Having taught maths at Daramalan for the past 31 years, Thom Mutton realised his passion for teaching back when he was in school himself.
“It was Year 10. We were learning Euclidean geometry, and I found I could actually help my friends, and that really sparked my interest,” Mr Mutton says.
After briefly dabbling in engineering at university, which wasn’t bringing him much joy, he moved to teaching and hasn’t looked back once during his stellar 37-year career.
Mr Mutton was recently recognised as one of the finest in his field nationally by the Australian Mathematical Sciences Institute with a Teacher Excellence Award earlier in October. He humbly says the honour is an affirmation of Daramalan’s maths department.
“They’re hardworking, dedicated, professional, and they love teaching so they tick all the boxes … there’s some really good people there.”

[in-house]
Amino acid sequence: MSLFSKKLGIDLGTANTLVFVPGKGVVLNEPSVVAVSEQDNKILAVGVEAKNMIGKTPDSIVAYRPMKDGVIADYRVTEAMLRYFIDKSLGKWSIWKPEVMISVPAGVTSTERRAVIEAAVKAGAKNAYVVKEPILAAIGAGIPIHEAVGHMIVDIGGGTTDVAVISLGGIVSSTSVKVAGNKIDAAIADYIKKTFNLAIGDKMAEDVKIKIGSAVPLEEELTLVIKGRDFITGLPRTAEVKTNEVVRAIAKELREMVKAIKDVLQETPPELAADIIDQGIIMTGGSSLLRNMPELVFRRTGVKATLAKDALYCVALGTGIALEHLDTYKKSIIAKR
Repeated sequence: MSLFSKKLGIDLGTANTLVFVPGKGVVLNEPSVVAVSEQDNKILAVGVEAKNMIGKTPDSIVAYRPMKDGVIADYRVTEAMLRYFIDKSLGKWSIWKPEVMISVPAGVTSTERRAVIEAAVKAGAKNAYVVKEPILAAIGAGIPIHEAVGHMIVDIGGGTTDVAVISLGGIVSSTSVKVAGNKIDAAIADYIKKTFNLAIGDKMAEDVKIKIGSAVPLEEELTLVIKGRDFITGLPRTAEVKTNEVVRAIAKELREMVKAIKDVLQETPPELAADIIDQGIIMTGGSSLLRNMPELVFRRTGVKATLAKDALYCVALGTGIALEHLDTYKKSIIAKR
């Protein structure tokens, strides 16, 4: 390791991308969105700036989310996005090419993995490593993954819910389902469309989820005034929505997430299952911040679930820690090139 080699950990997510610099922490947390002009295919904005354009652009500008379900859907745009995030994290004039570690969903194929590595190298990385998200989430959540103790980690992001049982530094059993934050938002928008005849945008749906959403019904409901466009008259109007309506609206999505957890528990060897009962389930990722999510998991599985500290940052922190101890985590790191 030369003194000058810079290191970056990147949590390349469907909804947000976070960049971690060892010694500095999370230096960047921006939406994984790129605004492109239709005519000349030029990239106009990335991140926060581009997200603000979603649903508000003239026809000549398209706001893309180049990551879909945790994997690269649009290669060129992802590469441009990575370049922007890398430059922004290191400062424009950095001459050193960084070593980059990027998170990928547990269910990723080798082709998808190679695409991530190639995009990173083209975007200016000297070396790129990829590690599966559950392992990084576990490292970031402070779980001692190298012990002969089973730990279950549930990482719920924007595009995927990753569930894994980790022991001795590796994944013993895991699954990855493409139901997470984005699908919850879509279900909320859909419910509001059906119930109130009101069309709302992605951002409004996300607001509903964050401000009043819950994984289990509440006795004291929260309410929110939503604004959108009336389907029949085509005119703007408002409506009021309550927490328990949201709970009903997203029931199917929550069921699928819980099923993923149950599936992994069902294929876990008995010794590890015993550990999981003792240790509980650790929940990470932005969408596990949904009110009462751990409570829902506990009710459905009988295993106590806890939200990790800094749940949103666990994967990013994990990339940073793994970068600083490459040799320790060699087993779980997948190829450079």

Mr Mutton was nominated for the award by his peers and colleagues, which he says means a lot to him.
“All the teachers know and they’ve been constantly congratulating me, and students will pass me in the hall and say ‘oh, congratulations sir’.
“It’s overwhelming, really. I’ve worked hard, tried my best all the time, and clearly now it seems like my best was okay … and that makes me happy.”
Having long been the coordinator of Daramalan’s maths department, Mr Mutton stepped down at the end of 2018 and continues to work there part-time.
Mr Mutton says an aspect of his job that he loves is getting to work with very bright students.
“I really like the challenge of teaching students who are much cleverer than I am. I teach them every year, and quite relish that opportunity to mix it with the best kids.”
Since his career started back in the 1980s, Mr Mutton has firsthand insight into the way technology has completely transformed the way maths is taught.
“When I was at school we had log tables and no calculators … When I started teaching we had calculators, then computers, now phones; that’s really revolutionised teaching, and has also come with a few problems,” he says.